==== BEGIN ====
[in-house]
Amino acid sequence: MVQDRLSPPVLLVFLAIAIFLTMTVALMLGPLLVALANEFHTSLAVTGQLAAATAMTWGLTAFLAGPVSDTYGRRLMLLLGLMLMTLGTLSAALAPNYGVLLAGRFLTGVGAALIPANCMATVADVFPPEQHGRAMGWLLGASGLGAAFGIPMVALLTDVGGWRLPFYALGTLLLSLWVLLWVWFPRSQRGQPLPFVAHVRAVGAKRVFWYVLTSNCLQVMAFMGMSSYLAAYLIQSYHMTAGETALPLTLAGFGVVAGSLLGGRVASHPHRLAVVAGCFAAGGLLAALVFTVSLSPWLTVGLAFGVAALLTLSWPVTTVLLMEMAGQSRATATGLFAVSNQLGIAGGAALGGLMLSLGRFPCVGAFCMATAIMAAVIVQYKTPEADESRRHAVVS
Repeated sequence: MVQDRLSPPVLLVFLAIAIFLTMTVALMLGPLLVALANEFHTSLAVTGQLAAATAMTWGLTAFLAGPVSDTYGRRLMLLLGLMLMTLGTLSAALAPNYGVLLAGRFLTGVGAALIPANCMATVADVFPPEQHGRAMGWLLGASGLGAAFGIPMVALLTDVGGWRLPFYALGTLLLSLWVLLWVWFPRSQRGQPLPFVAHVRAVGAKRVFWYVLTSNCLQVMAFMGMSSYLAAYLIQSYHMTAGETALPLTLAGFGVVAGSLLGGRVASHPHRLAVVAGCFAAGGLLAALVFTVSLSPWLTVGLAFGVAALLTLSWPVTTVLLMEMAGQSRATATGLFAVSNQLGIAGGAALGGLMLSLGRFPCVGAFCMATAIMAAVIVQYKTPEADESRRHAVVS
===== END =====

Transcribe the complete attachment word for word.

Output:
[in-house]
Amino acid sequence: MVQDRLSPPVLLVFLAIAIFLTMTVALMLGPLLVALANEFHTSLAVTGQLAAATAMTWGLTAFLAGPVSDTYGRRLMLLLGLMLMTLGTLSAALAPNYGVLLAGRFLTGVGAALIPANCMATVADVFPPEQHGRAMGWLLGASGLGAAFGIPMVALLTDVGGWRLPFYALGTLLLSLWVLLWVWFPRSQRGQPLPFVAHVRAVGAKRVFWYVLTSNCLQVMAFMGMSSYLAAYLIQSYHMTAGETALPLTLAGFGVVAGSLLGGRVASHPHRLAVVAGCFAAGGLLAALVFTVSLSPWLTVGLAFGVAALLTLSWPVTTVLLMEMAGQSRATATGLFAVSNQLGIAGGAALGGLMLSLGRFPCVGAFCMATAIMAAVIVQYKTPEADESRRHAVVS
Repeated sequence: MVQDRLSPPVLLVFLAIAIFLTMTVALMLGPLLVALANEFHTSLAVTGQLAAATAMTWGLTAFLAGPVSDTYGRRLMLLLGLMLMTLGTLSAALAPNYGVLLAGRFLTGVGAALIPANCMATVADVFPPEQHGRAMGWLLGASGLGAAFGIPMVALLTDVGGWRLPFYALGTLLLSLWVLLWVWFPRSQRGQPLPFVAHVRAVGAKRVFWYVLTSNCLQVMAFMGMSSYLAAYLIQSYHMTAGETALPLTLAGFGVVAGSLLGGRVASHPHRLAVVAGCFAAGGLLAALVFTVSLSPWLTVGLAFGVAALLTLSWPVTTVLLMEMAGQSRATATGLFAVSNQLGIAGGAALGGLMLSLGRFPCVGAFCMATAIMAAVIVQYKTPEADESRRHAVVS